1Eskisehir Technical University, Faculty of Sport Sciences, Department of Physical Education and Sport Teaching, Eskisehir, Turkey
Evaluation of the Use of Postural Control Strategies during Dual-Tasks of Hearing-Impaired Athletes
Dual-tasks are often used with postural control. These tasks, which generally target motor skills and cognitive performance, also help to determine the individual’s postural control. The purpose of this study is to determine the changes in performance during the motor task, which includes the cognitive cues of the hearing-impaired athletes. A total of 31 hearing-impaired athletes (male=19, female=12) and 34 hearing-impaired sedentary people (male=18, female=16) were included voluntarily in the study. The FitLight Trainer™ system was used to determine participants’ reaction time levels. The performance time of hearing-impaired male athletes was significantly lower than the hearing-impaired sedentary men in each of the three tests (Random Test: t = 4, 089, p <0.05; Cue Test: t = 3,551, p <0.05; Mixed Cue Test: t = 2, 393, p<0.05). The performance time of hearing-impaired female athletes was statistically significantly lower than that of sedentary hearing-impaired females for all protocols (Random Test: t=2,586, p<0,05; Cue Test: t=2,568, p<0.05; Mixed Cue Test: t=2,899, p<0.05). This study demonstrates that 1) hearing-impaired athletes perform postural control adjustments automatically during the motor task, and they require minimal less cognitive effort than they need to be minimally considered; 2) regular physical activities and training showed a positive development on other systems, especially the proprioceptive system, which controls balance. In future studies, dual-task reaction time values and postural control strategy comparisons should be measured among hearing-impaired athletes and athletes who do not have a hearing disability.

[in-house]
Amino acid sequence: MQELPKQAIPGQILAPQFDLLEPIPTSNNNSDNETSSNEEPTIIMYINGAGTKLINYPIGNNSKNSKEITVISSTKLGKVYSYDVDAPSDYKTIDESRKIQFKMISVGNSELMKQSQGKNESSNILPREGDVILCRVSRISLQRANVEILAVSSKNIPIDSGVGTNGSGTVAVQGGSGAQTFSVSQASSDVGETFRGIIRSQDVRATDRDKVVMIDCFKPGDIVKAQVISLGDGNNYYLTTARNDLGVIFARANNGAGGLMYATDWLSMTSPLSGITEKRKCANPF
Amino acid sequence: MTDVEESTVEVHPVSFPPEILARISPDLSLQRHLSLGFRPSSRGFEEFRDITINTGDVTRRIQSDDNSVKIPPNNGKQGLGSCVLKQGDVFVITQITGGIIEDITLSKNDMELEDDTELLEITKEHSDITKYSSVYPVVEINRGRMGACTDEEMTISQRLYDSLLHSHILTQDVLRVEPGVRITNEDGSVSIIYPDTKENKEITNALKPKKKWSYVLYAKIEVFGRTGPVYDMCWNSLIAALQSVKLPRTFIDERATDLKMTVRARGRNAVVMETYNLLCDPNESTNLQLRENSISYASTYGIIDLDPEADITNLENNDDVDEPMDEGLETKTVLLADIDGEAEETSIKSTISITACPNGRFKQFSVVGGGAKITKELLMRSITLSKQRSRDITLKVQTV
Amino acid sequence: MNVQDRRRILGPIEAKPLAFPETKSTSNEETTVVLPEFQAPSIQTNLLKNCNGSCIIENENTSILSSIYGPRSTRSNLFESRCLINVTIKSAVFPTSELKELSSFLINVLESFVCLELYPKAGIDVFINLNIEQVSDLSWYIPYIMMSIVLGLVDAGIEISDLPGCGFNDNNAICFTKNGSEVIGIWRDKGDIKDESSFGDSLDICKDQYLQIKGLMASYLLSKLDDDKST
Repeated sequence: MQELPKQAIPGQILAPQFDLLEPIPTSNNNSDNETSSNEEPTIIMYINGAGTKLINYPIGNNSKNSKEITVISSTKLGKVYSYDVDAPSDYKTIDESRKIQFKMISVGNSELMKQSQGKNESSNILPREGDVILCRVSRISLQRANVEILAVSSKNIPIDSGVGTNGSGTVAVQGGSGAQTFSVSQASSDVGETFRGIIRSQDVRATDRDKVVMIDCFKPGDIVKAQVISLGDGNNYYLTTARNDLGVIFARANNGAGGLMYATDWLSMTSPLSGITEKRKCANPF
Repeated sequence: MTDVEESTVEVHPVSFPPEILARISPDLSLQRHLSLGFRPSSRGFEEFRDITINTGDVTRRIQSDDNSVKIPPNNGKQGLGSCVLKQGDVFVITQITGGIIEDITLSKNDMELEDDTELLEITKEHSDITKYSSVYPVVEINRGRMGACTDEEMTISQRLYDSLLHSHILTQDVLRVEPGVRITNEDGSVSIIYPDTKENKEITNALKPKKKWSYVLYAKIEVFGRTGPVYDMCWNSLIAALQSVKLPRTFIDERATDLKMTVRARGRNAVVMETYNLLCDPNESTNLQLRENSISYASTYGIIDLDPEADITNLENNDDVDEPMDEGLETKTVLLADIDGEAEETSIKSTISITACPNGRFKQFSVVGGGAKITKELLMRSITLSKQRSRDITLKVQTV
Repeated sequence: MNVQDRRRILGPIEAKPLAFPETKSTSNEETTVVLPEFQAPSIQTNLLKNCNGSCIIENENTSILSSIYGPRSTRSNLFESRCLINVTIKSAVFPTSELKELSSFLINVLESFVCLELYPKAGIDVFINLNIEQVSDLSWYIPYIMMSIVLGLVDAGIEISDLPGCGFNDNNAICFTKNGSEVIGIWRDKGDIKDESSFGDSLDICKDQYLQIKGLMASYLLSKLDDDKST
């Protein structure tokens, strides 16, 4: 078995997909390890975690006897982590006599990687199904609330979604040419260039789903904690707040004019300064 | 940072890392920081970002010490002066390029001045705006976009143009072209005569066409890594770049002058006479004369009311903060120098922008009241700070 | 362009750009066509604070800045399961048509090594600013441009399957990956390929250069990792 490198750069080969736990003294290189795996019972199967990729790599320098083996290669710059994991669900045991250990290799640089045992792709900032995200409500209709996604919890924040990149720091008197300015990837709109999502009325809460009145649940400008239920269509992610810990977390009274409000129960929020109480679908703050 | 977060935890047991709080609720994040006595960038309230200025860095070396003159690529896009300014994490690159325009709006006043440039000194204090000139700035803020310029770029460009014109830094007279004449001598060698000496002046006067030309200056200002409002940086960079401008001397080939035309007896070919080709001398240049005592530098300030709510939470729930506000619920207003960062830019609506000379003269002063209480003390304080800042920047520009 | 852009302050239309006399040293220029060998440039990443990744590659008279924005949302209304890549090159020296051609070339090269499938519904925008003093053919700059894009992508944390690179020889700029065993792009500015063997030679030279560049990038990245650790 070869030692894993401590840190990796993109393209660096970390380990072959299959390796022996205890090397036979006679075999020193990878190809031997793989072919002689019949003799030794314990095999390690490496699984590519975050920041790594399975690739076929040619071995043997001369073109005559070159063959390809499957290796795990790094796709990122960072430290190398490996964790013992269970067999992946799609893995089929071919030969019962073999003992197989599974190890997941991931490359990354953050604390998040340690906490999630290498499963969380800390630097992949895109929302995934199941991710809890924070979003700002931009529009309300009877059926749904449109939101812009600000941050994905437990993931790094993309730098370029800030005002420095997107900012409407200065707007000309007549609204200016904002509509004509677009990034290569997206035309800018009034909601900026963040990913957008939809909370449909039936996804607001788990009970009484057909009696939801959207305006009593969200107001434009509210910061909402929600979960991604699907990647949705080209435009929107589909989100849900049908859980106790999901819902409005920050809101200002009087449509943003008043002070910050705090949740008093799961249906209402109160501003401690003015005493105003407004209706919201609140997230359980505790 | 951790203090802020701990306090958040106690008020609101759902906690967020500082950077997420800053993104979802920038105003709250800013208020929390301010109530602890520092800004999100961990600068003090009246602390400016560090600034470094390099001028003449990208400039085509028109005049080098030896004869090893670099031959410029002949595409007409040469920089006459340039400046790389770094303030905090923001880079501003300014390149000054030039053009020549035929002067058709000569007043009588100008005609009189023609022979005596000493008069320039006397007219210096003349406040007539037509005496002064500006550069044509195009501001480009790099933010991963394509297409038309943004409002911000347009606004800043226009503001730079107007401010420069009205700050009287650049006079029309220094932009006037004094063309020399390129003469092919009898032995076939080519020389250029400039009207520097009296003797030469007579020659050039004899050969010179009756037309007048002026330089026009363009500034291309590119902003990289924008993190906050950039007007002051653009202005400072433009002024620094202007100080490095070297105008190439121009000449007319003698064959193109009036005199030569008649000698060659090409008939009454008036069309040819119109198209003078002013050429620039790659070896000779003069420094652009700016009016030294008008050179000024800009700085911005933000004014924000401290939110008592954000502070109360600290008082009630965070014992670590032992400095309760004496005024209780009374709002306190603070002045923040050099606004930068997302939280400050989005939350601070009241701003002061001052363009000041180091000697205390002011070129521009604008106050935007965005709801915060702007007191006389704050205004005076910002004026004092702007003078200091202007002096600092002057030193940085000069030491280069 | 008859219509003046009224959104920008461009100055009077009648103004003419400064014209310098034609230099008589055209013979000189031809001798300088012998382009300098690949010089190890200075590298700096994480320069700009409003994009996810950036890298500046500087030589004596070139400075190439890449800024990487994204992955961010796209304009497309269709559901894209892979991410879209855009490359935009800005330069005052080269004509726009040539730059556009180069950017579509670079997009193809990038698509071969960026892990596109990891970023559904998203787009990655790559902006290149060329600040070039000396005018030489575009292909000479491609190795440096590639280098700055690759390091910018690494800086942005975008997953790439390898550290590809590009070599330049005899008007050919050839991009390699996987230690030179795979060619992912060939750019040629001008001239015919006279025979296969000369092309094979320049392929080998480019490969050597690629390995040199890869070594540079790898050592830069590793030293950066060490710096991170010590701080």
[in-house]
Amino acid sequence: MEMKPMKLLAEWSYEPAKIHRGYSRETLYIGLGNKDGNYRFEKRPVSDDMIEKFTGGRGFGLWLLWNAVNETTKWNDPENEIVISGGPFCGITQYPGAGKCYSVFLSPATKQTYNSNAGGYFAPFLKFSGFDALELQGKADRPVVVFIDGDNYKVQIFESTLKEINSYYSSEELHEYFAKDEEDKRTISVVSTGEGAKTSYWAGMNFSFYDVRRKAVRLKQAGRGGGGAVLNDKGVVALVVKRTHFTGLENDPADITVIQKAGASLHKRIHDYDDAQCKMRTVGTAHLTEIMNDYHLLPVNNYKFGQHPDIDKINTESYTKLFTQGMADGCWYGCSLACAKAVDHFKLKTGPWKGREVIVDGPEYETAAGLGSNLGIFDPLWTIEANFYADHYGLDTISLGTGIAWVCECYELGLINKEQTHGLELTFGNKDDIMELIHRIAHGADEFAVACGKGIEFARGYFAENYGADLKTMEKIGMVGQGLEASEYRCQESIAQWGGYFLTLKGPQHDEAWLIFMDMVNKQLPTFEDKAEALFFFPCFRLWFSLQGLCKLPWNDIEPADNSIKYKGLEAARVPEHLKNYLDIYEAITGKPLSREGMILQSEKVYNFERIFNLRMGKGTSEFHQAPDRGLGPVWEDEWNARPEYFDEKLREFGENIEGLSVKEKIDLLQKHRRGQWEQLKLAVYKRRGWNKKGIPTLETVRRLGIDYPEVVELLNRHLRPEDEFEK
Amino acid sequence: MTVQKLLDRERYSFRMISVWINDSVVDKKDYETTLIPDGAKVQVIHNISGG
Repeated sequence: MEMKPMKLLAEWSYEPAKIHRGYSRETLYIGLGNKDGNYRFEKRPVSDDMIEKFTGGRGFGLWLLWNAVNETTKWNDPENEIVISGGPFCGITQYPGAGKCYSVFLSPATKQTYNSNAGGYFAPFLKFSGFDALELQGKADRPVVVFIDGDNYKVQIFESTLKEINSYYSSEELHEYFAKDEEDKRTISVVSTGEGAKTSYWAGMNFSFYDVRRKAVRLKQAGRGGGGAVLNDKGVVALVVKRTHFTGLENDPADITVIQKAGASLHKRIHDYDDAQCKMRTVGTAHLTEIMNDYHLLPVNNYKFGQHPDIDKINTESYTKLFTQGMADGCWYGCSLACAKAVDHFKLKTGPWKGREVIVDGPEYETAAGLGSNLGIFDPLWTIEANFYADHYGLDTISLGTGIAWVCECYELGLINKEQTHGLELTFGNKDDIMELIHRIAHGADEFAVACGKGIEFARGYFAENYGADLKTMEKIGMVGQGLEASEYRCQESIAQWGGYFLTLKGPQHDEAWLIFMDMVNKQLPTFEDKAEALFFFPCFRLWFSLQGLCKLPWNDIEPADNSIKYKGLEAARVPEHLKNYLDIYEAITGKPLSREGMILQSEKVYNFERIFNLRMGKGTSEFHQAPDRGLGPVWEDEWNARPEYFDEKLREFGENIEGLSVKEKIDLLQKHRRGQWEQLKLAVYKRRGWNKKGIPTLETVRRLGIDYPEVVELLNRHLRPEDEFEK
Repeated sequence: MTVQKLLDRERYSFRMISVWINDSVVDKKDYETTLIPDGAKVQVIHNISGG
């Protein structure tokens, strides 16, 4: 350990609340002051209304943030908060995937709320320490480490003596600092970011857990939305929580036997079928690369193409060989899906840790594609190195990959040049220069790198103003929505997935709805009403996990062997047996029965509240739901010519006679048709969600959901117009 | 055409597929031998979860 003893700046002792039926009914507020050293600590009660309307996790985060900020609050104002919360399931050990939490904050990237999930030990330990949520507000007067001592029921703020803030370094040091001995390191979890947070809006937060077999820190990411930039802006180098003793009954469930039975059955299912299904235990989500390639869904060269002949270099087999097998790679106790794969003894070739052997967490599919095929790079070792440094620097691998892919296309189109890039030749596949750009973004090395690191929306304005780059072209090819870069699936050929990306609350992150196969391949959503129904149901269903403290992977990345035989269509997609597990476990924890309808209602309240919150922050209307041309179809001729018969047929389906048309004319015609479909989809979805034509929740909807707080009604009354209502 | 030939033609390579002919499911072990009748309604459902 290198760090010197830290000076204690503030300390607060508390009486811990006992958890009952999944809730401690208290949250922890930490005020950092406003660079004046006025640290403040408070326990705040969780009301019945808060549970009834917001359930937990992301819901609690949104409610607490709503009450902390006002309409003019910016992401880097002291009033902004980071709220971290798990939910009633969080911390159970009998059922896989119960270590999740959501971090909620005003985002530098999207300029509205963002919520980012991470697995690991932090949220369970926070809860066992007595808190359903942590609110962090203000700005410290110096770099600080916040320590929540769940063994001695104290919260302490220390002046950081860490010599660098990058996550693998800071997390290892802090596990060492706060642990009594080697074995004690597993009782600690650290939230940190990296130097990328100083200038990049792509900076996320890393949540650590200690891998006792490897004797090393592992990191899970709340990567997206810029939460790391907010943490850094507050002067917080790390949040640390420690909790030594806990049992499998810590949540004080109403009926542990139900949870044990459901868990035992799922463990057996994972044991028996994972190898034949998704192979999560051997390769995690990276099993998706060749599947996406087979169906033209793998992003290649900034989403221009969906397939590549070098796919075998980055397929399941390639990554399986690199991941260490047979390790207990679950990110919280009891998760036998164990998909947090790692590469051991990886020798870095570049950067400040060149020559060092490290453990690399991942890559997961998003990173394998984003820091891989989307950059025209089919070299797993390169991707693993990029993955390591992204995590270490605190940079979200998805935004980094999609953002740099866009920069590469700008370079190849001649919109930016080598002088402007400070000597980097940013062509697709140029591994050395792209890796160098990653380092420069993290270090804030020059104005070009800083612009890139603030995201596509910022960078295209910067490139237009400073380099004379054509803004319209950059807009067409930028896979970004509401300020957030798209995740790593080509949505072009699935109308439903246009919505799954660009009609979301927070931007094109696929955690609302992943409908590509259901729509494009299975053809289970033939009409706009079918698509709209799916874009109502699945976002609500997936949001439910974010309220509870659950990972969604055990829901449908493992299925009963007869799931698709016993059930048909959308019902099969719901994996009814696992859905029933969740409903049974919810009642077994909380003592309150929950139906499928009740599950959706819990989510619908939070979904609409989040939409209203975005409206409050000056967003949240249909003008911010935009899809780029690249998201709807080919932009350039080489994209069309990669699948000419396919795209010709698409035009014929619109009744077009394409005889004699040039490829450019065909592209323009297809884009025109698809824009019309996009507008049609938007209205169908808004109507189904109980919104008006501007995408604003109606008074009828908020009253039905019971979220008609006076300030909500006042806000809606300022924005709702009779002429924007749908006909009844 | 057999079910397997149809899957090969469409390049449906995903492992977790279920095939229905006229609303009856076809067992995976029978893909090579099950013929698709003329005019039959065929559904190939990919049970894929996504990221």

postural control, motor skill, hearing-impaired, cognitive performance, dual-task
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